Some people think that African Americans were the only Black people that were descendants of enslaved Africans.
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Reparations and the lingering racial wealth gap have been conversations largely within the black American community.
“American Descendants of Slavery” ADOS
A movement which some people believe could further divide the Black community and increase xenophobic beliefs.
ADOS advocates are adding a whole new layer to the conversation on reparations and economic justice by advocating only for black descendants of slaves and not the black community as a whole.
Their advocacy leaves an entire group of people, American-born descendants of immigrants, some of whose families have been in the U.S. for generations – many whose families may have survived decades if not centuries of institutional racism in limbo in the conversation. And the focus has pitted ADOS adherents against people like journalist Roland Martin, who is descended from Haitian immigrants. It also appears not to address the American descendants of slaves from other countries, including for example Haiti, and whether they should be entitled to reparations.
ADOS’ singular focus on American descendants of slavery, and its supporters often combative approach, has sparked controversy and comparisons to a long line of nativist thinking that has gained traction from time to time throughout U.S. history.
Critics, many of them other black people, have accused ADOS advocates of spewing hateful, xenophobic rhetoric and of online harassment. High-profile Black politicians, influencers and journalists, have been attacked by ADOS accounts for having non-American lineage.
Some have even accused ADOS social media accounts of deliberately pushing a far-right narrative under the guise of reparations support.
So What Is The ADOS, DOS & FBA movement?
American Descendants of Slavery (ADOS) is a term used to refer to people who are descended from Africans who were enslaved specifically in the area that would become the United States, from its colonial period onward, and to the political movement of the same name. Both the concept and the movement grew out of the hashtag #ADOS created by Yvette Carnell and Antonio Moore.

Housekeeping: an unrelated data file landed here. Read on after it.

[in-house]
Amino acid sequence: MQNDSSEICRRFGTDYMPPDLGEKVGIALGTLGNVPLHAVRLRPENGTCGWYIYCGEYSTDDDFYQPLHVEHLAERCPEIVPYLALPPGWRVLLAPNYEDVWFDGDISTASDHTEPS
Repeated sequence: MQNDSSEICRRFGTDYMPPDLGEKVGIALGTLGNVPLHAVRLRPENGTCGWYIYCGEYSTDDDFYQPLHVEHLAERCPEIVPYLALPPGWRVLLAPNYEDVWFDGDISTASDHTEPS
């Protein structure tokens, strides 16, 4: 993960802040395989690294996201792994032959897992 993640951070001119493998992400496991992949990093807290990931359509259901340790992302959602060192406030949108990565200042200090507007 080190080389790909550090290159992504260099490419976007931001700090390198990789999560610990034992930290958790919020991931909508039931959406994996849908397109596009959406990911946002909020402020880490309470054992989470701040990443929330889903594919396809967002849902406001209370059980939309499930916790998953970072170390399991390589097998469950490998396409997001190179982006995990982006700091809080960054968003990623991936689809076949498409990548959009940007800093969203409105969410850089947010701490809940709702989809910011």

The ADOS movement has made reparations for the system of slavery in the United States a key tenet of its platform. They want colleges, employers and the federal government to prioritize ADOS and argue that affirmative action policies originally designed to help ADOS have been used largely to benefit other groups.
Supporters of the ADOS movement say they should have their own racial category on Census forms and college applications, and should not be lumped in with others of similar skin color but different historical background, namely modern Black African immigrants to the United States and Black immigrants from the Caribbean.
Yvette Carnell was formerly a board member of “Progressives for Immigration Reform”, which has been described by the Southern Poverty Law Center as an anti-immigration group.
The ADOS movement claims to want “a New Deal for Black America” including, among other things, reparations for slavery specifically for American descendants of slavery in the United States; a 50% government-funded tax credit for college expenses for American descendants of slavery in the United States (75% for those who attend historically black colleges or universities); restoration of the protections of the Voting Rights Act; prison reform; and a minimum of 15% of Small Business Administration loans for ADOS businesses. The group supports affirmative action for American descendants of slavery, but opposes it for all other Black ethnicities or nationalities.
“We Are Not The Same”
A distinguishing feature of the ADOS movement is its explicit emphasis on Black Americans who descended from slavery and its disagreements with Black immigrants from Africa and the Caribbean. The group demands “a new designation on the Census with ADOS and another for Black immigrants” to the United States. Supporters of ADOS push the issue on social media with the hashtag #ADOS and state that it “sets out to shift the dialogue around the identity of what it is to be African American in an effort to move the discussion from melanin”; they view ADOS as having distinct interests from other Black groups.
The group’s supporters have been critical of immigration, and have sometimes deployed rhetoric with an anti-immigrant cast, although they deny being xenophobic. In Twitter posts, Carnell defended the term “blood and soil,” a slogan used by the Nazis. Moore has criticized a CBS News report written by a reporter with a Hispanic surname, asserting that the journalist “clearly has a conflicted interest to write the story.” Yvette Carnell previously served as a broad member of the anti-immigration group Progressives for Immigration Reform, which is tied to right-wing groups funded by nativist financier John Tanton.
In 2019, ADOS activists challenged Kamala Harris’s authenticity as a Black woman, asserting that she was not “African American” (Harris’s father is Jamaican American). The claim suggested that Black Americans of immigrant descent, even from countries with a history of slavery under colonial rule (such as Jamaica) do not share the same struggle against racism and discrimination as the descendants of blacks in the United States. The claim that Harris was not authentically Black was amplified by right-wing figures, including Donald Trump Jr., and criticized by civil rights leaders, who accused Carnell of engaging in xenophobic behavior.